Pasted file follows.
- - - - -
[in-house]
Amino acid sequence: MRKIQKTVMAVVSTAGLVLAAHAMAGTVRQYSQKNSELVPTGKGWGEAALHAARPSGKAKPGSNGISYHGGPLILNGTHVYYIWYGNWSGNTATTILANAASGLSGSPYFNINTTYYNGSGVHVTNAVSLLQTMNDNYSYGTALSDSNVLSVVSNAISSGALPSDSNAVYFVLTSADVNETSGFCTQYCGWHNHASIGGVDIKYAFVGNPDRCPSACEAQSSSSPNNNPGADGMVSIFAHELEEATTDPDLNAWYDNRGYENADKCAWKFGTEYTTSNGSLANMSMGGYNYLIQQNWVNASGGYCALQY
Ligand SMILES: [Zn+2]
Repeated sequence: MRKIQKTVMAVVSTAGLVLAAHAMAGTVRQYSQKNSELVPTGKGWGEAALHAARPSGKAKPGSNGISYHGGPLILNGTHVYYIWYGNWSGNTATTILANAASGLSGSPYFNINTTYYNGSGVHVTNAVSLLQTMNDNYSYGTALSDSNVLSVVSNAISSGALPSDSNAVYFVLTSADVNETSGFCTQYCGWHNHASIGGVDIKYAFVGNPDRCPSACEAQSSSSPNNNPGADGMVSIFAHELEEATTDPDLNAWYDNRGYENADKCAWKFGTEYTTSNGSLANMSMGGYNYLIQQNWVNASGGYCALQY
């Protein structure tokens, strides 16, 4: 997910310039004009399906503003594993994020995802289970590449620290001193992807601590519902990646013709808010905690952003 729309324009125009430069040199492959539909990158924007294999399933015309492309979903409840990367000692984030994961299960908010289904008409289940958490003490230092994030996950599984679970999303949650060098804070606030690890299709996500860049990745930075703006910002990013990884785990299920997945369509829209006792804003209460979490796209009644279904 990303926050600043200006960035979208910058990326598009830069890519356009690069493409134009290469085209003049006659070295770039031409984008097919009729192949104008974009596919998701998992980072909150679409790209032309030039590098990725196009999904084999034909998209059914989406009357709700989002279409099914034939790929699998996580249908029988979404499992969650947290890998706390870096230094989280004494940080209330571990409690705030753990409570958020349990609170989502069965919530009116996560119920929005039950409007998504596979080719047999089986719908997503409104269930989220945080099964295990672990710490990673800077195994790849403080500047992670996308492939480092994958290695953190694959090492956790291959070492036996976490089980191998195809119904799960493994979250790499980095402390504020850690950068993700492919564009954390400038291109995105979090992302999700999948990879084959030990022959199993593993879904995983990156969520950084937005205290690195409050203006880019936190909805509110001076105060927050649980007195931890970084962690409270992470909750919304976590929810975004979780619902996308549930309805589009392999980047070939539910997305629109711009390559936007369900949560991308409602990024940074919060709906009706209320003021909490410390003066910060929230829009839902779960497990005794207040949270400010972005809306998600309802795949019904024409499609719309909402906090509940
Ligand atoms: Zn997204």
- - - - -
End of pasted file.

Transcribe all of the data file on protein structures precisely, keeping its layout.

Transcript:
[in-house]
Amino acid sequence: MRKIQKTVMAVVSTAGLVLAAHAMAGTVRQYSQKNSELVPTGKGWGEAALHAARPSGKAKPGSNGISYHGGPLILNGTHVYYIWYGNWSGNTATTILANAASGLSGSPYFNINTTYYNGSGVHVTNAVSLLQTMNDNYSYGTALSDSNVLSVVSNAISSGALPSDSNAVYFVLTSADVNETSGFCTQYCGWHNHASIGGVDIKYAFVGNPDRCPSACEAQSSSSPNNNPGADGMVSIFAHELEEATTDPDLNAWYDNRGYENADKCAWKFGTEYTTSNGSLANMSMGGYNYLIQQNWVNASGGYCALQY
Ligand SMILES: [Zn+2]
Repeated sequence: MRKIQKTVMAVVSTAGLVLAAHAMAGTVRQYSQKNSELVPTGKGWGEAALHAARPSGKAKPGSNGISYHGGPLILNGTHVYYIWYGNWSGNTATTILANAASGLSGSPYFNINTTYYNGSGVHVTNAVSLLQTMNDNYSYGTALSDSNVLSVVSNAISSGALPSDSNAVYFVLTSADVNETSGFCTQYCGWHNHASIGGVDIKYAFVGNPDRCPSACEAQSSSSPNNNPGADGMVSIFAHELEEATTDPDLNAWYDNRGYENADKCAWKFGTEYTTSNGSLANMSMGGYNYLIQQNWVNASGGYCALQY
């Protein structure tokens, strides 16, 4: 997910310039004009399906503003594993994020995802289970590449620290001193992807601590519902990646013709808010905690952003 729309324009125009430069040199492959539909990158924007294999399933015309492309979903409840990367000692984030994961299960908010289904008409289940958490003490230092994030996950599984679970999303949650060098804070606030690890299709996500860049990745930075703006910002990013990884785990299920997945369509829209006792804003209460979490796209009644279904 990303926050600043200006960035979208910058990326598009830069890519356009690069493409134009290469085209003049006659070295770039031409984008097919009729192949104008974009596919998701998992980072909150679409790209032309030039590098990725196009999904084999034909998209059914989406009357709700989002279409099914034939790929699998996580249908029988979404499992969650947290890998706390870096230094989280004494940080209330571990409690705030753990409570958020349990609170989502069965919530009116996560119920929005039950409007998504596979080719047999089986719908997503409104269930989220945080099964295990672990710490990673800077195994790849403080500047992670996308492939480092994958290695953190694959090492956790291959070492036996976490089980191998195809119904799960493994979250790499980095402390504020850690950068993700492919564009954390400038291109995105979090992302999700999948990879084959030990022959199993593993879904995983990156969520950084937005205290690195409050203006880019936190909805509110001076105060927050649980007195931890970084962690409270992470909750919304976590929810975004979780619902996308549930309805589009392999980047070939539910997305629109711009390559936007369900949560991308409602990024940074919060709906009706209320003021909490410390003066910060929230829009839902779960497990005794207040949270400010972005809306998600309802795949019904024409499609719309909402906090509940
Ligand atoms: Zn997204």